Tosca, San Francisco Opera
SFist Interviews: Tenor Brian Jagde
SFist | As with Rigoletto earlier this season, the SF Opera is experimenting with a double header format for Tosca, which opened last night. Namely, two casts will alternate nightly for twelve performances of the Puccini favorite. Now, you don’t want to offend anyone’s sensibility by calling them cast one and cast two, they’re like Tracy Jordan and Jenna Maroney, two equally good teams of consummate professionals.
In the title role, we have two divas, Patricia Racette and Angela Gheorghiu, two sumptuous voices with plentyof Puccini expertise. Though Gheorghiu does have a reputation for being–how should we say this?–a bit high maintenance, she sure she can sing a mean Muffintop. [Little did we know when we wrote this that the diva would leave the Opening Night performance yesterday after Act I due to some medical reasons. Quoting the program notes: “when it comes to Angela Gheorghiu, the high-profile diva who has a flair for making news, big-impact drama is more or less routine.” Indeed.]The rest of the cast mixes the experienced with the up-and-coming: Mark Delavan, last seen as a regal Wotanin the Ring Cycle, coming back as one of the evil Scarpias, and Adler fellow and rising star Brian Jagdeas one of the Cavadarossis. Adler Fellows are talented young singers in the early phase of their careers who receive a year long grant from the SF Opera to typically appear in supporting roles and gain main stage experience while honing their craft covering the big names. But Brian Jagde has paid his dues and has already made this role debut earlier this summer on a major national stage in Santa Fe, where he received some rave reviews. To wit: “the promising young American tenor Brian Jagde…walk[s] away with the vocal and dramatic gold as an uncommonly ardent Cavaradossi, nailing his arias with robust vocalism.” He’ll leave the Adler program after one last concert with the other fellows, and will take on the next phase of his career, singing Hoffmann in Beijing with Francesca Zambello, Tosca in Berlin with former SF maestro Donald Runnicles, and Carmen’s Don Jose in Lyon. We caught up with him last week during Tosca rehearsals.
How do you become a 3rd year Adler, isn’t it typically only two years long?
Brian: It’s not something that they do for everybody. It’s a combination of a few things. It’s an amazing opportunity for someone like me, having been a tenor for only four years and have a chance to grow into my voice in San Francisco. They needed somebody to sing Tosca, and it gave me a chance to perform. They have to feel you are right for it.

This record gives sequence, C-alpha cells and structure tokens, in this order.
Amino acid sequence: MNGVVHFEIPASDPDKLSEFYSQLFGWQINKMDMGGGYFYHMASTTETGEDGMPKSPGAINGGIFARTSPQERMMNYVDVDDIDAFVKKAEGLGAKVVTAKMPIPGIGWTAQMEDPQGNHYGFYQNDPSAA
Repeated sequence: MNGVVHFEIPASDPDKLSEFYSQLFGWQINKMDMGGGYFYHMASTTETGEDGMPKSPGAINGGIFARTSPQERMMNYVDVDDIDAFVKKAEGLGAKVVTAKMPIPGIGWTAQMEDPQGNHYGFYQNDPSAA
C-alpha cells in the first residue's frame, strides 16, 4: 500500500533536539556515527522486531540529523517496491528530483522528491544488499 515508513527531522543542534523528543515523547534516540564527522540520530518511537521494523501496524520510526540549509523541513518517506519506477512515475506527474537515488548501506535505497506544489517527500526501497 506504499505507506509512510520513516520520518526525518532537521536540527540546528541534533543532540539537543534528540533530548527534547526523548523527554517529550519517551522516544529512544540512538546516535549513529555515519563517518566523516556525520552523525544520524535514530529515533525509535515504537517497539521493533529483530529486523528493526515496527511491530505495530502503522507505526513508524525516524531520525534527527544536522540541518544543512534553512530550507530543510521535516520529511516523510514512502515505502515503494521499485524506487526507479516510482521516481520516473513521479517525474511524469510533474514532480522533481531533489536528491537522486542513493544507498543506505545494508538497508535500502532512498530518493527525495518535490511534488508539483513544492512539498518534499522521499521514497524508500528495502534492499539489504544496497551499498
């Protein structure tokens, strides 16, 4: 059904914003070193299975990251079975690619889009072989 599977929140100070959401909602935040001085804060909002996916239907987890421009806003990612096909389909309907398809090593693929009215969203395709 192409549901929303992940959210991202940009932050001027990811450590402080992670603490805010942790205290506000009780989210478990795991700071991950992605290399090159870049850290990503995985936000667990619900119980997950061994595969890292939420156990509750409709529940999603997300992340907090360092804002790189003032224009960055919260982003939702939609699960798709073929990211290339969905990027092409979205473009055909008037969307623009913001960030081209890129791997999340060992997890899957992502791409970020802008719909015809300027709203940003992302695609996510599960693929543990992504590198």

So you were misdiagnosed as a baritone, how did that happen?
Brian: I was a baritone for 10 years, and in October of 08, I switched to tenor. I auditioned for Merola and I got in, and that’s how I got to be here for the last three years. When I started training 14 years ago as an opera singer, I had no idea what that entailed. I got training in voice. They thought based on how I was singing at a time, that I was a baritone, but there was a possibility that I might become a tenor. Later on, I found out that I had more high notes than low notes. I went to a teacher and I asked: I’m here to find if I’m a tenor or a baritone. And he was like: “You’re a tenor”. So I was, okay. Immediately I started working and I made the switch. It was not a major switch.
It was a major switch in that I had to learn to sing high all the time as opposed to once in a while. I wasn’t singing in that tessitura all the time, up in the higher register. Once I got used to that, I grew as a singer, as an artist.
Placido Domingo is going the other way, from tenor to baritone
Brian: He started as a baritone too. A lot of tenors of the past came up as baritone. It’s easier to train without having to worry about high notes all the time. There are probably a lot of baritones that are tenors, you never know.
You did your role debut in Santa Fe, how did that came about?
Brian: I was there to cover Tosca, I was only going to be there to understudy the guy. I was also there to do another role in Arabella as well. The guy who was singing could not perform [ed: Andrew Richards] and they asked me about doing the role. I got that big chance, and incredible opportunity to get my feet under this role. And now I feel much more secure about the performances. I got to do twelve performances in Santa Fe. And now I’m doing six of the performances here.